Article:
A local business man was recently telling me about his marketing strategy when the talk turned toward that ever-so-sexy word “content marketing.” This guy loved the idea of writing articles that he could share to show expertise, build trust and get in front of people he hasn’t met yet. A seriously active phone dialer and networker, he was looking for some ideas about getting himself “out there” more.
What he really wanted, he confided, was to get some articles published in some established business magazines. Not their websites, but the actual hard copy, printed magazines or newspapers. Ahh, the tantalizing scent of ink!
Being featured in an reputable publication, especially one with prestige and readership, draws attention to your business, promotes the writer as an expert, and throws you into the spotlight, or so it would seem. Don’t those big magazines have thousands of subscribers? what a great way to be seen!
The idea of “being published” is tantalizing to relatively unknown people whose business is their brand. Instant exposure. What could be better? Though that accomplishment used to be something you could flaunt fro years, today content marketing is about pumping out your own content on your own channel as well as publish the occasional feature in a printed journal.
As soon as I brought up the idea of a blog, my new friend winced. “Too much work, I don’t like to write, too time consuming and not prestigious enough.”
Oh. I have to admit, that last one stumped me. He was looking for acclamation and presence in traditional trade magazines. The funny thing is, when I asked him what trade magazines he read, he couldn’t think of any. He said, “All I ever read is the shit on the internet.”
The shit on the internet. Blogs. (Hey! What an idea!) Although that’s all he was used to reading, he wanted to stand out by publishing something in some distant, exclusive land called print media.
Yeah, it is kind of cool to see yourself in print. Something you hold in your hands. If you remember life before Amazon and Kindle, the holy grail for writers was publishing.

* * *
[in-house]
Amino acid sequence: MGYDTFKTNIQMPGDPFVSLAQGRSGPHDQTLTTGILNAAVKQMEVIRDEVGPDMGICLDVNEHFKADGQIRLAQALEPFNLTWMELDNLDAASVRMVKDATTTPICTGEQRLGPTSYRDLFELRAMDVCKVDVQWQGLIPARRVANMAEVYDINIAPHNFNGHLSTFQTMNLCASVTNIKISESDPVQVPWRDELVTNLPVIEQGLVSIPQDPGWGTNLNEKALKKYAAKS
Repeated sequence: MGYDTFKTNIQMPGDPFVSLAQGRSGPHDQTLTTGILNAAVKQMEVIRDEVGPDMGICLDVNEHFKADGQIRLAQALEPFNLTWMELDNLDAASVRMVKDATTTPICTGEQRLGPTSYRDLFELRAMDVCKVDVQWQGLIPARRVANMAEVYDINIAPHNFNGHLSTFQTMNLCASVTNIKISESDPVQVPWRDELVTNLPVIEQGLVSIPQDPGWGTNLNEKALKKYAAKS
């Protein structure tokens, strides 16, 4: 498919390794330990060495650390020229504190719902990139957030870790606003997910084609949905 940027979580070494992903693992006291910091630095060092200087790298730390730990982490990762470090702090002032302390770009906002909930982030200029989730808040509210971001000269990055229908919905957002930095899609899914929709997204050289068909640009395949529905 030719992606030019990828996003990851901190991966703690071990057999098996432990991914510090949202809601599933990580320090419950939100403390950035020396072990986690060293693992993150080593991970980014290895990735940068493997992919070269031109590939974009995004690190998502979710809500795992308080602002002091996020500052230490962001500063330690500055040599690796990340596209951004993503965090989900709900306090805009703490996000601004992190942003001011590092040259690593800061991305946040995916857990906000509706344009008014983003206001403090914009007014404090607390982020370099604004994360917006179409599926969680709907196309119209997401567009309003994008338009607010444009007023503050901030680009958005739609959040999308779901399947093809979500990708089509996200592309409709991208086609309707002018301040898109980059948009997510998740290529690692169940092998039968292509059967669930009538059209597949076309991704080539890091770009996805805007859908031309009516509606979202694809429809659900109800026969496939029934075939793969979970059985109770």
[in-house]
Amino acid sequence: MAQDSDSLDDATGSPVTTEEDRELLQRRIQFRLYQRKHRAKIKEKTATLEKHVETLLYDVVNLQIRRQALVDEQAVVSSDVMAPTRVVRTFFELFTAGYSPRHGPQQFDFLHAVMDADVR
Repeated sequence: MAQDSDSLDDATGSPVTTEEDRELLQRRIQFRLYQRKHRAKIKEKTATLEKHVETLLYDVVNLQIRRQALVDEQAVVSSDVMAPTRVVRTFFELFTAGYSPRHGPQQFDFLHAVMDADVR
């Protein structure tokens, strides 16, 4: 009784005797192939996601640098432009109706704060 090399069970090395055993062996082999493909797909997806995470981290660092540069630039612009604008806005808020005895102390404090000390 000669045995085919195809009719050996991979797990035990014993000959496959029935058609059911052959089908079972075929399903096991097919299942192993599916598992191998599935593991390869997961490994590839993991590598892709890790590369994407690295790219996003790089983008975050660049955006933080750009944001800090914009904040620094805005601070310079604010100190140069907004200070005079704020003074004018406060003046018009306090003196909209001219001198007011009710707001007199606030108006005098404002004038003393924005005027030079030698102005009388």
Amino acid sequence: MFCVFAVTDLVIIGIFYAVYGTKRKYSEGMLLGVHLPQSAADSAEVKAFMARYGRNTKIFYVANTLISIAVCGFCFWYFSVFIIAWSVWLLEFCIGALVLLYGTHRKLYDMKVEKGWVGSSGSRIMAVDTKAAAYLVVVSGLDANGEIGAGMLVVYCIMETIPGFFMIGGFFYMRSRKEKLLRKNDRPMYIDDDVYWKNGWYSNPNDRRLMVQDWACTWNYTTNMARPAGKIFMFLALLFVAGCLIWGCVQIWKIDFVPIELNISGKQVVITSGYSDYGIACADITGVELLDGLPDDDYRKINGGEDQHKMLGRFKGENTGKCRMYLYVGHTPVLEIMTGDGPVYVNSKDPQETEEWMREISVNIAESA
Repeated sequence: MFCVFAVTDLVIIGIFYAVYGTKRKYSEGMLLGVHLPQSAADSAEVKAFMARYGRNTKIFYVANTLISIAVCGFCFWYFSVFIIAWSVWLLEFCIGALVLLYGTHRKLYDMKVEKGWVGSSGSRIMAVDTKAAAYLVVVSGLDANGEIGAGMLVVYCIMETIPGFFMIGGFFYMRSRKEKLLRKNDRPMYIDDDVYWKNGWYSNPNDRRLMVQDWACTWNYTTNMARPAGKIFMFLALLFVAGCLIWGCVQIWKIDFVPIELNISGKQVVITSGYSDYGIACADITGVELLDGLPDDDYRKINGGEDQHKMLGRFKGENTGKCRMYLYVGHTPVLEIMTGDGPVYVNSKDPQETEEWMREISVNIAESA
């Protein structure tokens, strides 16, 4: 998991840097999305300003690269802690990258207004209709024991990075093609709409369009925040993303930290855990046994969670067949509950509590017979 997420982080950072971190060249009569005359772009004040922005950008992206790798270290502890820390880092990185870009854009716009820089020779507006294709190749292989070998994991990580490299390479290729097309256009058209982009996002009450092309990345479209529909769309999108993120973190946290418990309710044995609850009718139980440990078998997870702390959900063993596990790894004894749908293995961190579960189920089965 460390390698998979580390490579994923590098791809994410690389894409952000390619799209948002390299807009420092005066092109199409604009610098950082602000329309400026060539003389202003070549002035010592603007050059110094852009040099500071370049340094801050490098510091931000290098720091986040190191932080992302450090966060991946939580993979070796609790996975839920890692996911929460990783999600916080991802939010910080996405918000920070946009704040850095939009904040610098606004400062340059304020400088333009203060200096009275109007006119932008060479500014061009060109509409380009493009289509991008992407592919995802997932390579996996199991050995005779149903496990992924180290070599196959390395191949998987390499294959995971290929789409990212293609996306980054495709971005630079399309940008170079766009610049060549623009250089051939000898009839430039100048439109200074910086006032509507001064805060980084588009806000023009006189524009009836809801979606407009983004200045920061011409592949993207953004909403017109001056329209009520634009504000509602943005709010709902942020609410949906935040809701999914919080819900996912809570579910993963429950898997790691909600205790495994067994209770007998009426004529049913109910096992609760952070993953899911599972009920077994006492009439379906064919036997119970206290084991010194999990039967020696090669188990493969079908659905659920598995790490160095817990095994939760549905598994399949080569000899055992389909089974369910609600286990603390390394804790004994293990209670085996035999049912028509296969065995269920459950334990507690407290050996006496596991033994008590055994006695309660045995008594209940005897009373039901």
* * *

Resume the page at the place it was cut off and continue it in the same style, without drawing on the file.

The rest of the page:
I’m not immune. I have sitting on my shelf the 2013 edition of The Writer’s Market, the Bible of sources, guidelines, and addresses of publications in any imaginable field. (Now, of course, it’s an online subscription.)
Bought, but never used, the tome is a reminder of the change in media today. I have no real need to mark it up the way I used to, partly because I’m writing about topic which favors the internet — copywriting and content marketing — and mainly because just about everyone I want to reach is accessible online. Linked in helps you find people who know the person you want to meet. As my friend Amy Cole, a Linkedin expert, says we’re all less than six degrees away from our dream job. Or in this case, the dream agent, dream published article, dream writing gig.
For writers and other experts (and people with ghost writers), you get exposure by writing online.
Yet, still there’s still this old time-y fascination with print. If it’s difficult to get published, it must mean you really deserve to be there if some editor on high deems your writing worthy of ink.
I love paper. Magazines are still best read by physically turning pages, unmatched by reading the same content on a Kindle. I still subscribe to some, and love plopping on the sofa and opening a glossy magazine. But there’s that nagging disconnect between digital and paper. As I flip pages, I note the things I want to check out online, but I never manage to do it, in spite of the “blip this page” icon.